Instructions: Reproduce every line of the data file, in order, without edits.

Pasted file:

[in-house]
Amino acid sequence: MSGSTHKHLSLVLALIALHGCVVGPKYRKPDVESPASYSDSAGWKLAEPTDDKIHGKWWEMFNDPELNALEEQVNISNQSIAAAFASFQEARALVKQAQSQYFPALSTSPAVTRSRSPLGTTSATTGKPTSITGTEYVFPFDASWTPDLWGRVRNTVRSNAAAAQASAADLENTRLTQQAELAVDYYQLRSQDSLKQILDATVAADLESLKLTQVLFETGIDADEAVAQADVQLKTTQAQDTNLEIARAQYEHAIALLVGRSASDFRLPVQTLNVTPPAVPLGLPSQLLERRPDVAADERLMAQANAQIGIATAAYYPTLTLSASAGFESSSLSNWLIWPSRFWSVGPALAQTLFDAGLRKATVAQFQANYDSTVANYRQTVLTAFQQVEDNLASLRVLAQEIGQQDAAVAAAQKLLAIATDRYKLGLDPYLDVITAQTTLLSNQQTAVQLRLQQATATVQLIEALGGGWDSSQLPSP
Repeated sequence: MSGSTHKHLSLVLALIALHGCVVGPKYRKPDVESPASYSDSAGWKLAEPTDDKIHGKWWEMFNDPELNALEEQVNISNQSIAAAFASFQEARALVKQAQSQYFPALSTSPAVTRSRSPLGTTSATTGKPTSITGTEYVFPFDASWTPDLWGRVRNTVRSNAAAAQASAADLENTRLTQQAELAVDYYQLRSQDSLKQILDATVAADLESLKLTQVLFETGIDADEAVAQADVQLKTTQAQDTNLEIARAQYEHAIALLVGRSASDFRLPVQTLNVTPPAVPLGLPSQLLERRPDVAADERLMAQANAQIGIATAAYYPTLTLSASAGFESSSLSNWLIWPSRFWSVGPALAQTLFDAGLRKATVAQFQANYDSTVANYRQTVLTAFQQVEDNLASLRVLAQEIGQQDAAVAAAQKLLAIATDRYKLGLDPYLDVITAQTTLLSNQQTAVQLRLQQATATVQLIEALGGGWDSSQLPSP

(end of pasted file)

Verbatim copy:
[in-house]
Amino acid sequence: MSGSTHKHLSLVLALIALHGCVVGPKYRKPDVESPASYSDSAGWKLAEPTDDKIHGKWWEMFNDPELNALEEQVNISNQSIAAAFASFQEARALVKQAQSQYFPALSTSPAVTRSRSPLGTTSATTGKPTSITGTEYVFPFDASWTPDLWGRVRNTVRSNAAAAQASAADLENTRLTQQAELAVDYYQLRSQDSLKQILDATVAADLESLKLTQVLFETGIDADEAVAQADVQLKTTQAQDTNLEIARAQYEHAIALLVGRSASDFRLPVQTLNVTPPAVPLGLPSQLLERRPDVAADERLMAQANAQIGIATAAYYPTLTLSASAGFESSSLSNWLIWPSRFWSVGPALAQTLFDAGLRKATVAQFQANYDSTVANYRQTVLTAFQQVEDNLASLRVLAQEIGQQDAAVAAAQKLLAIATDRYKLGLDPYLDVITAQTTLLSNQQTAVQLRLQQATATVQLIEALGGGWDSSQLPSP
Repeated sequence: MSGSTHKHLSLVLALIALHGCVVGPKYRKPDVESPASYSDSAGWKLAEPTDDKIHGKWWEMFNDPELNALEEQVNISNQSIAAAFASFQEARALVKQAQSQYFPALSTSPAVTRSRSPLGTTSATTGKPTSITGTEYVFPFDASWTPDLWGRVRNTVRSNAAAAQASAADLENTRLTQQAELAVDYYQLRSQDSLKQILDATVAADLESLKLTQVLFETGIDADEAVAQADVQLKTTQAQDTNLEIARAQYEHAIALLVGRSASDFRLPVQTLNVTPPAVPLGLPSQLLERRPDVAADERLMAQANAQIGIATAAYYPTLTLSASAGFESSSLSNWLIWPSRFWSVGPALAQTLFDAGLRKATVAQFQANYDSTVANYRQTVLTAFQQVEDNLASLRVLAQEIGQQDAAVAAAQKLLAIATDRYKLGLDPYLDVITAQTTLLSNQQTAVQLRLQQATATVQLIEALGGGWDSSQLPSP